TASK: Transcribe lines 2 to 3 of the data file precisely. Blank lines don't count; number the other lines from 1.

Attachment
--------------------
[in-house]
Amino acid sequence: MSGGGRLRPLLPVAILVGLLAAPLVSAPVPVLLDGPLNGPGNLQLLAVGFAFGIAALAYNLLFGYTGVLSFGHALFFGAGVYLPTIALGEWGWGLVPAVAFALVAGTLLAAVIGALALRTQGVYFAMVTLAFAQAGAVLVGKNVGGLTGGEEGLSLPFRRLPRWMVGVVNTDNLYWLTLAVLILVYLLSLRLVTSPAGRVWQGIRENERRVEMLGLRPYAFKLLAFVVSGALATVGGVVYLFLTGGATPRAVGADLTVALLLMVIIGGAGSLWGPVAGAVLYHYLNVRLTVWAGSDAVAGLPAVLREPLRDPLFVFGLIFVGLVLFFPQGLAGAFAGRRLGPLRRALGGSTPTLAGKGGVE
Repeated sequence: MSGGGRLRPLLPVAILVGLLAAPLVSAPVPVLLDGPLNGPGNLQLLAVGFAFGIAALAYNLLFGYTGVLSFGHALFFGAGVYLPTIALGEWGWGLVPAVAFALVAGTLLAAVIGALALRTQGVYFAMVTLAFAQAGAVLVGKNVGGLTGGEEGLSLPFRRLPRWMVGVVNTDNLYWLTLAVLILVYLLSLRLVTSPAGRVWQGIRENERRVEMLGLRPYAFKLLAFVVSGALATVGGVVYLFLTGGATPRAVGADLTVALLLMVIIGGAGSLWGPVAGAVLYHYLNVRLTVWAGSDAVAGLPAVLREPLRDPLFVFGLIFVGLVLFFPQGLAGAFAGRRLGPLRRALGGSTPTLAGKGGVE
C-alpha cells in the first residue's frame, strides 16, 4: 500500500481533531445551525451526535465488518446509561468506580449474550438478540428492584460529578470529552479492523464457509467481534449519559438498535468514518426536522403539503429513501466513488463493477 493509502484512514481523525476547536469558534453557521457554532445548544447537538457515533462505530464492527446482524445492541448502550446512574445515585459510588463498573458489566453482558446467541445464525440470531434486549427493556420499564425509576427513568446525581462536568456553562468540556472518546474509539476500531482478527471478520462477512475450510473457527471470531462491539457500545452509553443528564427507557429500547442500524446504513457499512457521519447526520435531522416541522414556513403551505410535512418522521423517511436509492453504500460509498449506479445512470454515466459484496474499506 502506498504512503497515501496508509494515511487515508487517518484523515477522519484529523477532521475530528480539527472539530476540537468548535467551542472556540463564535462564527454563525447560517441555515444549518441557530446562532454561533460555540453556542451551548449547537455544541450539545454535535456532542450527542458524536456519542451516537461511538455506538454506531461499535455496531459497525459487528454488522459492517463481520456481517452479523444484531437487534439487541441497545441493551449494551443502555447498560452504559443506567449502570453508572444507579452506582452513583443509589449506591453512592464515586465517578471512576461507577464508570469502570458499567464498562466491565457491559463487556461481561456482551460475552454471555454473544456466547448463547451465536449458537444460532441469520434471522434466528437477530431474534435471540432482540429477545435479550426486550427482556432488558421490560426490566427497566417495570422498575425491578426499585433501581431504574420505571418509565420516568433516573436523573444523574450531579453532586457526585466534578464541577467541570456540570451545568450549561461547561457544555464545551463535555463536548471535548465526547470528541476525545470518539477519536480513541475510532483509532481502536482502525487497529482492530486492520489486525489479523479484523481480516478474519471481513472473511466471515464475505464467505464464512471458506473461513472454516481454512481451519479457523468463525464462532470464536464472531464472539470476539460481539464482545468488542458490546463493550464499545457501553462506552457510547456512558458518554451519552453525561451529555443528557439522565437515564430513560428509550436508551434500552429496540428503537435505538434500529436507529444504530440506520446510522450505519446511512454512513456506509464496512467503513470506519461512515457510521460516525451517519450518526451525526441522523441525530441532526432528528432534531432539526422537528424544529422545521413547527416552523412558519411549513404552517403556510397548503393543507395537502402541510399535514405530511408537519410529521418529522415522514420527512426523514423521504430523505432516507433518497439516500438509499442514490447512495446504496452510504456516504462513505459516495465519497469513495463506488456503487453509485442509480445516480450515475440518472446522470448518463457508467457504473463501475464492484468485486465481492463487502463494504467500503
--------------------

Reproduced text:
Amino acid sequence: MSGGGRLRPLLPVAILVGLLAAPLVSAPVPVLLDGPLNGPGNLQLLAVGFAFGIAALAYNLLFGYTGVLSFGHALFFGAGVYLPTIALGEWGWGLVPAVAFALVAGTLLAAVIGALALRTQGVYFAMVTLAFAQAGAVLVGKNVGGLTGGEEGLSLPFRRLPRWMVGVVNTDNLYWLTLAVLILVYLLSLRLVTSPAGRVWQGIRENERRVEMLGLRPYAFKLLAFVVSGALATVGGVVYLFLTGGATPRAVGADLTVALLLMVIIGGAGSLWGPVAGAVLYHYLNVRLTVWAGSDAVAGLPAVLREPLRDPLFVFGLIFVGLVLFFPQGLAGAFAGRRLGPLRRALGGSTPTLAGKGGVE
Repeated sequence: MSGGGRLRPLLPVAILVGLLAAPLVSAPVPVLLDGPLNGPGNLQLLAVGFAFGIAALAYNLLFGYTGVLSFGHALFFGAGVYLPTIALGEWGWGLVPAVAFALVAGTLLAAVIGALALRTQGVYFAMVTLAFAQAGAVLVGKNVGGLTGGEEGLSLPFRRLPRWMVGVVNTDNLYWLTLAVLILVYLLSLRLVTSPAGRVWQGIRENERRVEMLGLRPYAFKLLAFVVSGALATVGGVVYLFLTGGATPRAVGADLTVALLLMVIIGGAGSLWGPVAGAVLYHYLNVRLTVWAGSDAVAGLPAVLREPLRDPLFVFGLIFVGLVLFFPQGLAGAFAGRRLGPLRRALGGSTPTLAGKGGVE